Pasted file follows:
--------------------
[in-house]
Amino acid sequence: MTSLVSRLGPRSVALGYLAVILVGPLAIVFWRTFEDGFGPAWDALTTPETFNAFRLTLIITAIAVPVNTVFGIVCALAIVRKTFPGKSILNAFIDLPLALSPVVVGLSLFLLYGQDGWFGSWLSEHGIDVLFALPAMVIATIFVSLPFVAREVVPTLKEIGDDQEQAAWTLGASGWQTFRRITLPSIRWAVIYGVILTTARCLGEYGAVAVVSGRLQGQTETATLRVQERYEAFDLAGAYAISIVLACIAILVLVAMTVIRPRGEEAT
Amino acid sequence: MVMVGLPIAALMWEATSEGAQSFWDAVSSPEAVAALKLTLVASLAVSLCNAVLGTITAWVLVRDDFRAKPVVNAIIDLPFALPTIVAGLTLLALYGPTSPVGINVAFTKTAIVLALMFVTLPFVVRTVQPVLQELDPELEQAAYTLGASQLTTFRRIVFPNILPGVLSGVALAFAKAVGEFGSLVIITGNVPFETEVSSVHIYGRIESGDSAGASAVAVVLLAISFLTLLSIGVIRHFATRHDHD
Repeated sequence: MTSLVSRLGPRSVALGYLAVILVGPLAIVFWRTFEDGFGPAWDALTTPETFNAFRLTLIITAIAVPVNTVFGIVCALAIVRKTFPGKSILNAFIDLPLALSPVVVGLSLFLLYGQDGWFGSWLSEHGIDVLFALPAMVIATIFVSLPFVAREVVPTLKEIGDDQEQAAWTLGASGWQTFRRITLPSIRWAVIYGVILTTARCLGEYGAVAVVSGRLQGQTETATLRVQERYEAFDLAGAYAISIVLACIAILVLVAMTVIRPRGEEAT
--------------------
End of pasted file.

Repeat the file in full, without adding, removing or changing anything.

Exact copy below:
[in-house]
Amino acid sequence: MTSLVSRLGPRSVALGYLAVILVGPLAIVFWRTFEDGFGPAWDALTTPETFNAFRLTLIITAIAVPVNTVFGIVCALAIVRKTFPGKSILNAFIDLPLALSPVVVGLSLFLLYGQDGWFGSWLSEHGIDVLFALPAMVIATIFVSLPFVAREVVPTLKEIGDDQEQAAWTLGASGWQTFRRITLPSIRWAVIYGVILTTARCLGEYGAVAVVSGRLQGQTETATLRVQERYEAFDLAGAYAISIVLACIAILVLVAMTVIRPRGEEAT
Amino acid sequence: MVMVGLPIAALMWEATSEGAQSFWDAVSSPEAVAALKLTLVASLAVSLCNAVLGTITAWVLVRDDFRAKPVVNAIIDLPFALPTIVAGLTLLALYGPTSPVGINVAFTKTAIVLALMFVTLPFVVRTVQPVLQELDPELEQAAYTLGASQLTTFRRIVFPNILPGVLSGVALAFAKAVGEFGSLVIITGNVPFETEVSSVHIYGRIESGDSAGASAVAVVLLAISFLTLLSIGVIRHFATRHDHD
Repeated sequence: MTSLVSRLGPRSVALGYLAVILVGPLAIVFWRTFEDGFGPAWDALTTPETFNAFRLTLIITAIAVPVNTVFGIVCALAIVRKTFPGKSILNAFIDLPLALSPVVVGLSLFLLYGQDGWFGSWLSEHGIDVLFALPAMVIATIFVSLPFVAREVVPTLKEIGDDQEQAAWTLGASGWQTFRRITLPSIRWAVIYGVILTTARCLGEYGAVAVVSGRLQGQTETATLRVQERYEAFDLAGAYAISIVLACIAILVLVAMTVIRPRGEEAT